Late in 2018 (yes, almost a year ago) I was talking to a friend about how I keep waking up around 3am every night, and some nights I don’t go back to sleep. I mentioned how frustrating it’s been to try and get at least 7.5 hours a night, which is what I clearly need, even though I don’t always feel rested when I get that amount. I talked about how amazing J. and I had felt in Italy when we just slept until we woke up, and that was regularly 11 hours at a time — unsustainable/ unachievable here at home. (My friend participated in this conversation, I wasn’t just talking at him the whole time, despite how it looks.)
He recommended that I have a sleep study done.
When I protested that I was having enough trouble sleeping at home in my own environment, he told me that the tech has gotten far enough that one can just wear monitors and sleep at home. I was intrigued and brought it up at my next doctor’s appt in March. We talked it over and she opined that, yes, I might just have sleep apnea. So then I saw a specialist.
Which was fascinating, because it turns out that if there are 100 signs of apnea, I have 80 of them — I’m a strong candidate for sleep apnea.
Sleep apnea is a potentially serious sleep disorder in which breathing repeatedly stops and starts. If you snore loudly and feel tired even after a full night’s sleep, you might have sleep apnea. — from the Mayo Clinic.
So I scheduled my appt to get the sleep device . . . which took until late May. I immediately got a cold, so it took a couple of weeks to take the test (which measures breathing and oxygen levels). . . and then I waited until my results came back . . . which took weeks.
Sure enough, I have sleep apnea, scary levels of it, in fact. A little more info: apnea is when you stop breathing for 10 seconds or longer. Normal people have up to 5 events per hour (which still sounds like a lot) and mild or moderate apnea is anywhere between 5 and 29 events per hour. I have 58. (ULP!) Worse even (although that’s effing scary, thank you very much), my oxygenation level is 88% (and anything below 90% is actively harming you.)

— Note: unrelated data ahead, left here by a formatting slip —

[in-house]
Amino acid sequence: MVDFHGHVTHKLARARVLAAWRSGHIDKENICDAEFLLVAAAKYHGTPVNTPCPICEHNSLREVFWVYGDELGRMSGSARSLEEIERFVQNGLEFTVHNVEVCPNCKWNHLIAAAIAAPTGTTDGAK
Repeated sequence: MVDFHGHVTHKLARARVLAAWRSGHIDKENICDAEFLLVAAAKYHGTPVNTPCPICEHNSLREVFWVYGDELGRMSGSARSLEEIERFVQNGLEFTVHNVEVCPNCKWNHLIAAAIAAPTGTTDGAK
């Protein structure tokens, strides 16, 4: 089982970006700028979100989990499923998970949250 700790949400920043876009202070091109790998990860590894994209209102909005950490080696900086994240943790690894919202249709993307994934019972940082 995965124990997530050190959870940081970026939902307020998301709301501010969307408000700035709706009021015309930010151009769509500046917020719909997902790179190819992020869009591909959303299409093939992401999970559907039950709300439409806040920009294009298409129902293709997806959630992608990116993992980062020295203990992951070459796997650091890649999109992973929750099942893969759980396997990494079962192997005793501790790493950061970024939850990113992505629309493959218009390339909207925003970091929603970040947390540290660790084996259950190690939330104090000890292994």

I’m a bit over three weeks of using a CPAP (continuous positive airway pressure) machine, and it’s very much a mixed bag. I use a ResMed Airsense machine, which includes a built-in humidifier, adjustable fixed pressure, and tracking. It connects to ‘the cloud’ so my care providers can track my usage and things like how well the mask seals and how many events I have. My mask is a Phillips Dreamwear with nose pillows. It turns out that it’s a good thing I’m a nearly perfect nose breather, so my mask doesn’t cover my face at all. And I’ll say this: my sleep quality has definitely improved.
My sleep events are now averaging 2 per hour. (No idea about oxygenation, but I’ll presume it hugely better as well.)
What I am struggling with is that I am still waking up at 3am . . . but now I really don’t go back to sleep. I’m not sure if I’ve had just enough sleep that my body says ‘ok, get up’ or if the CPAP is just a little bit too irritating, or . . .
We’ll see what I can manage. (Self-hypnosis is looming.)